Security Shifts to Services
It was hard to ignore the din coming out of last week’s Symantec Vision conference in Las Vegas, where the vendor reasserted its claim to the top of the security world and emphasized hosted services as its next billion-dollar business. And no sooner did the faithful depart Sin City did Big Yellow get its first big endorsement for its next era of security services: FishNet Security adopting Symantec as its hosted partner.
"We provide our customers with the best-of-breed security solutions that go above and beyond meeting their security needs -- this includes offering industry-leading technology and service bundles that offer our customers the leading edge technology they can use to secure today's complex enterprise. Symantec Managed Security Services will enable us to offer our customers the highest level of protection for their mission-critical information assets," said FishNet CEO Gary Fish in a statement.
FishNet’s endorsement of Symantec’s Managed Security Services isn’t trivial; the "information security solutions provider is the largest security integrator in North America and a pioneer in security information management as a service. Some may argue that it’s precisely what was needed for the hosted and managed services offerings that have muddled in mediocrity since Symantec entered the market through the acquisition of RipTech in 2003.
Back in the early 2000s, the fledgling managed security service providers (MSSPs) couldn’t give away their programs to businesses or resellers. Companies like Guardium, NetSec, TruSecure, Counterpane and others melted through acquisitions into the fabric of large telecom carriers and security vendors. In the last several years, Symantec has pushed into services through the acquisition of Brightmail, MessageLabs and RipTech (Big Yellow loves showing off its Virginia Security Operations Center it picked up in the RipTech deal). But Symantec hasn’t necessarily capitalized on these investments; in part because the almost apathetic appetite for security services.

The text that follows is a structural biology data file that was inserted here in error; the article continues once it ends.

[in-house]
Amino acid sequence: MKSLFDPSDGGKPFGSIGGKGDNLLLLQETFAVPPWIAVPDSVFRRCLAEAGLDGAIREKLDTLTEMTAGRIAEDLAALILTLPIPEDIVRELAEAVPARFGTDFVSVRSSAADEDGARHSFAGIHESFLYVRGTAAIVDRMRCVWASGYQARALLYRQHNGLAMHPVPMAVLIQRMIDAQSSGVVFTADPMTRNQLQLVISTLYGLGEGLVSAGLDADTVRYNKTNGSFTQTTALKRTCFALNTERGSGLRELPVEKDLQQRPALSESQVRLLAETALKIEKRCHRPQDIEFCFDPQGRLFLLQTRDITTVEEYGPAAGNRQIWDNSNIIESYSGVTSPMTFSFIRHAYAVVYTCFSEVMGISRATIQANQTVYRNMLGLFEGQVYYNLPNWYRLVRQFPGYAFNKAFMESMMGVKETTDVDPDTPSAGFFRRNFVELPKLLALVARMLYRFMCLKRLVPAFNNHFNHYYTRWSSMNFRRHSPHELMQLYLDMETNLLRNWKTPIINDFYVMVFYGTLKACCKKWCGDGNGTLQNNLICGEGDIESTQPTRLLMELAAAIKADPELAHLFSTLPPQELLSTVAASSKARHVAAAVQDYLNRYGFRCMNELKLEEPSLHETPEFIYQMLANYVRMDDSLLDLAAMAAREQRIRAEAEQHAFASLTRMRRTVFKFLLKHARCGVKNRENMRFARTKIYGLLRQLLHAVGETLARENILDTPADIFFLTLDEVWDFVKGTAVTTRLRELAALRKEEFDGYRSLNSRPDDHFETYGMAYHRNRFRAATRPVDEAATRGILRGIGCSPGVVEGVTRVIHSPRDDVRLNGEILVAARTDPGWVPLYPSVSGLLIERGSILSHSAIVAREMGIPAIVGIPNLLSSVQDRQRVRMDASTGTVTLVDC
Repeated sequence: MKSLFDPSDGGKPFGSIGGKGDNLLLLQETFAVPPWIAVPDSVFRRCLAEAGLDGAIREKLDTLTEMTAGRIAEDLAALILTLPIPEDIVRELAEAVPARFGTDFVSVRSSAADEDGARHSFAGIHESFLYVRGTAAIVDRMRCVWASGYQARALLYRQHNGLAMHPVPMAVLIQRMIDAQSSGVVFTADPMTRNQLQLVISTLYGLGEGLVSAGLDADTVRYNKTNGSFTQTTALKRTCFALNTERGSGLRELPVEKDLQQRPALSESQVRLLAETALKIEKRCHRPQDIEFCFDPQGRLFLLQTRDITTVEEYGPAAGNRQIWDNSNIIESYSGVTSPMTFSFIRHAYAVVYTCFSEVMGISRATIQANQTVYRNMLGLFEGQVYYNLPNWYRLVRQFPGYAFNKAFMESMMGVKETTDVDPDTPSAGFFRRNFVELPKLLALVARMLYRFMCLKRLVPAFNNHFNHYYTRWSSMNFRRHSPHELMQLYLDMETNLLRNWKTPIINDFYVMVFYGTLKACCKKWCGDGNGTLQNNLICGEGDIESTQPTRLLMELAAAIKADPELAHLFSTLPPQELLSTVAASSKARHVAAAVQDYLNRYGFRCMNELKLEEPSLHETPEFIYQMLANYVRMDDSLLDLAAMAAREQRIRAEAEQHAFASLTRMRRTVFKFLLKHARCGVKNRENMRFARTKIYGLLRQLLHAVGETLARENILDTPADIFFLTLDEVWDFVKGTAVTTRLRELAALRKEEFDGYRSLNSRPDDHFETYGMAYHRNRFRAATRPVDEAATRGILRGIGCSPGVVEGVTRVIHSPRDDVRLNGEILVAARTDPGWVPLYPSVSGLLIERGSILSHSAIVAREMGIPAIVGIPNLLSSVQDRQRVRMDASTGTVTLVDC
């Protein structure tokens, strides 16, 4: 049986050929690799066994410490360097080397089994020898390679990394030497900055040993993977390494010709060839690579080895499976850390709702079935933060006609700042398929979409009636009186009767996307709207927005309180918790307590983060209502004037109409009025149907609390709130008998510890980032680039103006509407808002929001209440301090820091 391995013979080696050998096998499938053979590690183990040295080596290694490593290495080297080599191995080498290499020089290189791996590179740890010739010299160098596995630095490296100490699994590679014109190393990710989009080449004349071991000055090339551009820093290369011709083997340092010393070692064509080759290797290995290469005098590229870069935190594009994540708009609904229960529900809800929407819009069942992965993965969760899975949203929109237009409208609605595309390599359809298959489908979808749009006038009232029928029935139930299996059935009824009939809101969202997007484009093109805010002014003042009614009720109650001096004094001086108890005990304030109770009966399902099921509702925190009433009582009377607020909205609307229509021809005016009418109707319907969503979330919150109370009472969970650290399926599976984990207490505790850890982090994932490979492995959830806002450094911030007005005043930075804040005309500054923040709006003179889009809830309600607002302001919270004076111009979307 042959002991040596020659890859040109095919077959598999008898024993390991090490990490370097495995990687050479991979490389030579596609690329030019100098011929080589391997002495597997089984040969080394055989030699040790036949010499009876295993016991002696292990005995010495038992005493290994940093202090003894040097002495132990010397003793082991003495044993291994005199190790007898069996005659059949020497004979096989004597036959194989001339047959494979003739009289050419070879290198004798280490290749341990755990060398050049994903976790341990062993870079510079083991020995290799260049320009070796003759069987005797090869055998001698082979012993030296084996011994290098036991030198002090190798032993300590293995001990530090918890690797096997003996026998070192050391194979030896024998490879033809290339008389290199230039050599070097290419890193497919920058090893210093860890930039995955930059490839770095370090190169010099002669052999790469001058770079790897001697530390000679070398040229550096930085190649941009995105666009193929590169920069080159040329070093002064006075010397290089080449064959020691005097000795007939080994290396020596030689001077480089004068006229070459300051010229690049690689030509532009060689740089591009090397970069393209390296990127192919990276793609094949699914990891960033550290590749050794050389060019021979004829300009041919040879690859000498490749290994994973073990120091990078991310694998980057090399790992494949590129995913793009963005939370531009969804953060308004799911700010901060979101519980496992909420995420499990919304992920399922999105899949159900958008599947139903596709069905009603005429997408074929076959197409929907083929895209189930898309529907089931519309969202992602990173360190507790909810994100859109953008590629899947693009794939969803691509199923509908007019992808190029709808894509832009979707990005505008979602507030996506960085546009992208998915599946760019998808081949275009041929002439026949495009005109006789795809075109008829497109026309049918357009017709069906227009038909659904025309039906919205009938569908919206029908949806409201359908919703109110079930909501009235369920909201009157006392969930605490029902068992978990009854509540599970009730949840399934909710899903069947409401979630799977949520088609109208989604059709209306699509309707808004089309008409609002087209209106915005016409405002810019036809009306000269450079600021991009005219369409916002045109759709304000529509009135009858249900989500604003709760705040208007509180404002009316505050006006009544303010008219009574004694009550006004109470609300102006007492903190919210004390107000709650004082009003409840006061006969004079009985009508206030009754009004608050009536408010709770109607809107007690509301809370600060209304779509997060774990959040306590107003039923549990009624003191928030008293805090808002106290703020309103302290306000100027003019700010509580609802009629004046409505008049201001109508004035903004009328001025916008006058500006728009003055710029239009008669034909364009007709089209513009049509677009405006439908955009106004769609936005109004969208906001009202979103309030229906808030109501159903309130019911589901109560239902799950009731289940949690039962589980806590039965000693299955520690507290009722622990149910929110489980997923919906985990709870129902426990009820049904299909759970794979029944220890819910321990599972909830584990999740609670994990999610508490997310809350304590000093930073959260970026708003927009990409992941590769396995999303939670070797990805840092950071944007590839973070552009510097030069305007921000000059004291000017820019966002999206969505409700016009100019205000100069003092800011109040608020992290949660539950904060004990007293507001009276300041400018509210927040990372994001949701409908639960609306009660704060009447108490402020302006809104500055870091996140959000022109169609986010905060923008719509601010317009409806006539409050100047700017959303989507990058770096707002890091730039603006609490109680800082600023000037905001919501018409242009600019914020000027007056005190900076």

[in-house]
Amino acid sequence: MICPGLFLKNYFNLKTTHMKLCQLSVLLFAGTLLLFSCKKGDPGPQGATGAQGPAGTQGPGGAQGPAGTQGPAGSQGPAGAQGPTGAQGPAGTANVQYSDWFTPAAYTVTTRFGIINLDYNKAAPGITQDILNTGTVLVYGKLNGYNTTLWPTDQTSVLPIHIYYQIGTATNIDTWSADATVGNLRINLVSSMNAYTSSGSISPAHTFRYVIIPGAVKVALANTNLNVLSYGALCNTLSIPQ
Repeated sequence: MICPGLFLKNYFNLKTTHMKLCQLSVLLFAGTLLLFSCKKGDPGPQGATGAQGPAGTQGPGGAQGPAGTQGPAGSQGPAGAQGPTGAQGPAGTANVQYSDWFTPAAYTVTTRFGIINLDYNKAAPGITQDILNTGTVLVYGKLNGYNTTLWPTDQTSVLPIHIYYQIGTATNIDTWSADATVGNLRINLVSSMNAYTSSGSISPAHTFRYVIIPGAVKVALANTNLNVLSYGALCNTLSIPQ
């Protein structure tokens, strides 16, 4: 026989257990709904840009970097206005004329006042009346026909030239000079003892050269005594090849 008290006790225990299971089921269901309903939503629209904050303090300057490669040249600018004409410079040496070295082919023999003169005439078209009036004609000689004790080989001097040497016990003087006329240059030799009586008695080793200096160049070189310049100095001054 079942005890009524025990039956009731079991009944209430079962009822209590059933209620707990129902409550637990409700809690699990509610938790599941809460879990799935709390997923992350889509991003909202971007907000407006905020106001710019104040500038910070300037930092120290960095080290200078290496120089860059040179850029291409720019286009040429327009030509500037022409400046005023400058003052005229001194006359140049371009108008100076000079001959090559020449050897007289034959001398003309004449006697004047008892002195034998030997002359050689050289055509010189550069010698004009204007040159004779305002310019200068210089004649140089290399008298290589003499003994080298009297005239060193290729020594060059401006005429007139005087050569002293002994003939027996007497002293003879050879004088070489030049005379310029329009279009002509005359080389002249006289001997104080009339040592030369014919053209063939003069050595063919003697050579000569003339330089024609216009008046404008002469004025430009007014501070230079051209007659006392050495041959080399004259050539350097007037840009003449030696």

At its Partner Engage conference last November, Symantec executives spoke about the emerging opportunities in cloud-based security services and managed services. MessageLabs, which is still being integrated into the Symantec family, provides a platform for email security services to compete against McAfee, Cisco and Google (Postini). At last week’s Vision conference, CEO Enrique Salem reasserted Symantec’s claim as the king of the security world and said security services would contribute as much as 15 percent of the company’s revenue within five years.
In the FishNet partnership announcement, Symantec Americas channel leader Randy Cochran’s statement reflects the growing opportunity to both security vendors and their solution providers in managed and hosted security services. He said: "To be truly protected against today's increasingly complex and organized cyber attacks, organizations need more than traditional security controls."
But there’s something more at play here. Symantec went into its conference week on the news that it was turning over its professional consultative security services entirely to partners. Rather than competing with its solution providers for lucrative professional services revenue, Symantec decided to remove the offering from its sales teams and shift resources toward augmenting and assisting partners with performing tasks such as security assessments, auditing and systems designs and implementation. When I spoke with Cochran about this, he conceded that professional services is a mirror revenue source for Symantec and that only a handful – number in the hundreds out of its partner community of 40,000 globally – would be able to take advantage of the professional services opportunity.